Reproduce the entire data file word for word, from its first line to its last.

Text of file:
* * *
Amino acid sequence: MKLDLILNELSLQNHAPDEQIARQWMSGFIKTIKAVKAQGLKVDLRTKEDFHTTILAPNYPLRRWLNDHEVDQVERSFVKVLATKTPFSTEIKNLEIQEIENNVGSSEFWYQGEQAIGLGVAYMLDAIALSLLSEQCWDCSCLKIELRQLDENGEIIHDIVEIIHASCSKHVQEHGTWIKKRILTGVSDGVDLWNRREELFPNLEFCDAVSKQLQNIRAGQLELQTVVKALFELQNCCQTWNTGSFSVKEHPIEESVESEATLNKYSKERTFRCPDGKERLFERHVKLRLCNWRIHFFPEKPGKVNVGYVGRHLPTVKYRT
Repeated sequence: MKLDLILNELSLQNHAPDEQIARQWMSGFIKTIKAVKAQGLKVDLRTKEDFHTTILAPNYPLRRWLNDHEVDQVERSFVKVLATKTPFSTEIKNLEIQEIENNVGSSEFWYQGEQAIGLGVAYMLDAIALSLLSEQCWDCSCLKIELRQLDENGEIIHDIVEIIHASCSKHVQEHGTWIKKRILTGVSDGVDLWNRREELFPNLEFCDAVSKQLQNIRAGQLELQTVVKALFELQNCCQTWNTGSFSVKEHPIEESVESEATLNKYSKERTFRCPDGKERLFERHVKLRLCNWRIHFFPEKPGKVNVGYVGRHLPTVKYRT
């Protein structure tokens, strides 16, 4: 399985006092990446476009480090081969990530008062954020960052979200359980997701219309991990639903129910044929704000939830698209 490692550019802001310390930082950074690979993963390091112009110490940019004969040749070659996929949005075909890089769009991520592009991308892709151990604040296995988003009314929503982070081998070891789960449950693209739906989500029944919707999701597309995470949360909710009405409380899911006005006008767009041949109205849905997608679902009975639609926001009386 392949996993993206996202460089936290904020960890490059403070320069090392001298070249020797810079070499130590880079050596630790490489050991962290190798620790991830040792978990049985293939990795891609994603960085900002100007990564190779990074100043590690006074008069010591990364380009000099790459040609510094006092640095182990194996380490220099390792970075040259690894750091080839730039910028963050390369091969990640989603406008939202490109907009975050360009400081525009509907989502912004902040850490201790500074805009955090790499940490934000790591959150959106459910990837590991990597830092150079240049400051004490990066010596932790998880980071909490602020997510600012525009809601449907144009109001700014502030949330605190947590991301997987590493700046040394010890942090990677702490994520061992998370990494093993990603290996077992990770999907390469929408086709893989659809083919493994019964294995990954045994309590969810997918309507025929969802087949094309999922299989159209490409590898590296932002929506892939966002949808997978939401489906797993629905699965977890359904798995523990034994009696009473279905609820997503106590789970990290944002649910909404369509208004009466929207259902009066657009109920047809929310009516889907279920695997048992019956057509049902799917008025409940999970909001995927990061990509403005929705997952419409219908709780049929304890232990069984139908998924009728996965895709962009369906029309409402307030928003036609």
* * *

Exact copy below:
Amino acid sequence: MKLDLILNELSLQNHAPDEQIARQWMSGFIKTIKAVKAQGLKVDLRTKEDFHTTILAPNYPLRRWLNDHEVDQVERSFVKVLATKTPFSTEIKNLEIQEIENNVGSSEFWYQGEQAIGLGVAYMLDAIALSLLSEQCWDCSCLKIELRQLDENGEIIHDIVEIIHASCSKHVQEHGTWIKKRILTGVSDGVDLWNRREELFPNLEFCDAVSKQLQNIRAGQLELQTVVKALFELQNCCQTWNTGSFSVKEHPIEESVESEATLNKYSKERTFRCPDGKERLFERHVKLRLCNWRIHFFPEKPGKVNVGYVGRHLPTVKYRT
Repeated sequence: MKLDLILNELSLQNHAPDEQIARQWMSGFIKTIKAVKAQGLKVDLRTKEDFHTTILAPNYPLRRWLNDHEVDQVERSFVKVLATKTPFSTEIKNLEIQEIENNVGSSEFWYQGEQAIGLGVAYMLDAIALSLLSEQCWDCSCLKIELRQLDENGEIIHDIVEIIHASCSKHVQEHGTWIKKRILTGVSDGVDLWNRREELFPNLEFCDAVSKQLQNIRAGQLELQTVVKALFELQNCCQTWNTGSFSVKEHPIEESVESEATLNKYSKERTFRCPDGKERLFERHVKLRLCNWRIHFFPEKPGKVNVGYVGRHLPTVKYRT
């Protein structure tokens, strides 16, 4: 399985006092990446476009480090081969990530008062954020960052979200359980997701219309991990639903129910044929704000939830698209 490692550019802001310390930082950074690979993963390091112009110490940019004969040749070659996929949005075909890089769009991520592009991308892709151990604040296995988003009314929503982070081998070891789960449950693209739906989500029944919707999701597309995470949360909710009405409380899911006005006008767009041949109205849905997608679902009975639609926001009386 392949996993993206996202460089936290904020960890490059403070320069090392001298070249020797810079070499130590880079050596630790490489050991962290190798620790991830040792978990049985293939990795891609994603960085900002100007990564190779990074100043590690006074008069010591990364380009000099790459040609510094006092640095182990194996380490220099390792970075040259690894750091080839730039910028963050390369091969990640989603406008939202490109907009975050360009400081525009509907989502912004902040850490201790500074805009955090790499940490934000790591959150959106459910990837590991990597830092150079240049400051004490990066010596932790998880980071909490602020997510600012525009809601449907144009109001700014502030949330605190947590991301997987590493700046040394010890942090990677702490994520061992998370990494093993990603290996077992990770999907390469929408086709893989659809083919493994019964294995990954045994309590969810997918309507025929969802087949094309999922299989159209490409590898590296932002929506892939966002949808997978939401489906797993629905699965977890359904798995523990034994009696009473279905609820997503106590789970990290944002649910909404369509208004009466929207259902009066657009109920047809929310009516889907279920695997048992019956057509049902799917008025409940999970909001995927990061990509403005929705997952419409219908709780049929304890232990069984139908998924009728996965895709962009369906029309409402307030928003036609």